9. Lucy is amazing and I’m sure the surgery will be great for her. I have a 7th grader and she’s struggling with Math, so well done Lucy for getting all A’s. Sending lots of love to you all.

  10. Hi Shawni and Lucy!
    I was diagnosed with scoliosis in the 6th grade. By the time I got to a specialist, my curves were too severe to brace. I underwent spinal fusion surgery at the beginning of 8th grade when I was 13. Lucy, I totally relate to the relief of having the surgery on the horizon to relieve the pain! This November will be my 10 year spine-aversary, and I enjoy everything I did in life before, just without bending my back! I am fused from T2-L3. I was in the hospital for 6 days and 5 nights, and was out of school for 6 weeks. You can do this!!! If you have any questions or want to talk, I am happy to do that! Also, check out Curvy Girls Scoliosis Support Groups – these are peer led support groups that generally meet once a month. I was a leader in my city for a little while! Take care, Carley

  11. Hey Lucy! I’ve been following your mom’s blog for years and she has helped me A LOT with her stories and perspective. Today’s my birthday and one of my wishes will be for you! I will be praying for you but I know you will do great!!

  12. My brother in law had that surgery right after high school, before college. You’re right that it’s a big undertaking, but it has made all the difference in the world for him. Like Lucy (I think), he didn’t have a choice–the pain and the growing curve necessitated, but the results have been well worth. Best of luck!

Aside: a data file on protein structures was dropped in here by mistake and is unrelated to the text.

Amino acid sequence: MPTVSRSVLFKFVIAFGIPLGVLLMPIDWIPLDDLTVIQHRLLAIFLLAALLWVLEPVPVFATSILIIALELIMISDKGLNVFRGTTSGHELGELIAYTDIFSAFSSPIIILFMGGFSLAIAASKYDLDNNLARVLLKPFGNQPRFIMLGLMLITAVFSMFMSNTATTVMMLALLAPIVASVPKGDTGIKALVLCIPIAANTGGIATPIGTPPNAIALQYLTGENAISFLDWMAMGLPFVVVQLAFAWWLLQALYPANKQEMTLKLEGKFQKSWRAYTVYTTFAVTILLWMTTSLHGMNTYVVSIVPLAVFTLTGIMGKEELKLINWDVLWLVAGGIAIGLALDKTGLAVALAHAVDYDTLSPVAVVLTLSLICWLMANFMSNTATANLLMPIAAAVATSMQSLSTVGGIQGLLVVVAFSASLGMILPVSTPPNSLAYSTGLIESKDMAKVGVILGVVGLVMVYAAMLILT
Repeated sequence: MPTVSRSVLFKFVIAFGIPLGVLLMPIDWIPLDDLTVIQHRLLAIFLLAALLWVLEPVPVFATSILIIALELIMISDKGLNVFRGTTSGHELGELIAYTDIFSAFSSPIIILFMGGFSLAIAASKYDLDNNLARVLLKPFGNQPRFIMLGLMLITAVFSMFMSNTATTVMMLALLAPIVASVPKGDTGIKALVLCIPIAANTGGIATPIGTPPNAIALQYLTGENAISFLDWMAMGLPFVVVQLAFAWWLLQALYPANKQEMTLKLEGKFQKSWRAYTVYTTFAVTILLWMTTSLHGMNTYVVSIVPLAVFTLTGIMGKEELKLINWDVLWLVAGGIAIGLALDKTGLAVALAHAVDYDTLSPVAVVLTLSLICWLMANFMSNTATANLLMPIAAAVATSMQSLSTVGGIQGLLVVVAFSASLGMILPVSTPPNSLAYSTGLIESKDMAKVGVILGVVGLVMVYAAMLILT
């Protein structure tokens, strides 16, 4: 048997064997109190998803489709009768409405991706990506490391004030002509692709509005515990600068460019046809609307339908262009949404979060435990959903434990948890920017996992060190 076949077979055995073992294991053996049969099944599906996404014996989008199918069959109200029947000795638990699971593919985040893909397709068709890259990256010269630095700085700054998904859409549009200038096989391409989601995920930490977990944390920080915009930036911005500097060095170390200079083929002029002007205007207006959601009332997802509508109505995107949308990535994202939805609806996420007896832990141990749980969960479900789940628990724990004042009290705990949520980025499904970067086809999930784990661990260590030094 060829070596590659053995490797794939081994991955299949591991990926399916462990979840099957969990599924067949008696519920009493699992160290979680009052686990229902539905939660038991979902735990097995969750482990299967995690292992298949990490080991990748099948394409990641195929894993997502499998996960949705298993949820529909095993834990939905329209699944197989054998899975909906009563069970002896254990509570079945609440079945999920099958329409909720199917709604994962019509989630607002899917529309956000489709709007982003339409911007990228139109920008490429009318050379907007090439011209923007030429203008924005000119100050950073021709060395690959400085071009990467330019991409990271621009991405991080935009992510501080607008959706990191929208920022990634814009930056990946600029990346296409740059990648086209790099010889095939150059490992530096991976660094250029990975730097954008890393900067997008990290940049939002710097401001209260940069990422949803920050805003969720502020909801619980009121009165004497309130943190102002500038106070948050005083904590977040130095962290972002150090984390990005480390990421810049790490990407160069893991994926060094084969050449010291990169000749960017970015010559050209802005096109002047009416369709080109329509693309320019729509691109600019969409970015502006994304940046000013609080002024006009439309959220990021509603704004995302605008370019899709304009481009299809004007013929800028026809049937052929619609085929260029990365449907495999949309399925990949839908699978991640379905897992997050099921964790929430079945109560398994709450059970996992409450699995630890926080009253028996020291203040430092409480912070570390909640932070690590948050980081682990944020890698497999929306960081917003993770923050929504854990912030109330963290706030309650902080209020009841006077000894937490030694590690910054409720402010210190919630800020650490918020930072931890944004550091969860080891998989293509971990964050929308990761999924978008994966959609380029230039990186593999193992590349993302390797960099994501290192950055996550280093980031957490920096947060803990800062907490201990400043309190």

1. Yes we spoke to the doctor about this. He doesn’t recommend it because of Lucy’s age and where her curve is.

  13. Thank you for sharing this. You always have grace whether you post good things or not so good things. Praying for Lucy. 💖🙏🏻

  14. As you share more about Lucy’s impending blindness I have felt strongly to share something with you. I was wondering if you knew who Kris Belcher is? I think you might possibly know who she is because she has done several Time out for Women events and written a few books. If you don’t, she lost her sight at the age of 31 when her second child was only 1 year old due to cancer that she had been fighting since she was 7 months old. She recently passed away due to her cancer returning and being metastasized throughout her body. I knew her personally and she was an incredible example of Christ like love, and knowing how to truly trust him and turn over your burdens to him. I just have been thinking a lot about Lucy and couldn’t stop thinking that I needed to share this with you. For all I know, you’ve already read all her books. Here is a link, just in case:
    Her first is “Hard times and Holy places”.
    Honestly, I have not read them, but am planning to this year. Please tell Lucy that I admire her and her strength to endure so much for a young girl. Thanks for sharing your family and adventures with us. 🙂

    P.S. So excited for Elle!

    1. Yes I actually spoke at Time Out for Women with Kris years ago and she was so wonderful. She is definitely one who has found holy places in hard times, and I really appreciate you bringing this up because I haven’t read any of her books. I’m sure they are fabulous. She sure left a beautiful legacy. Thanks so much for thinking of that and sharing with me.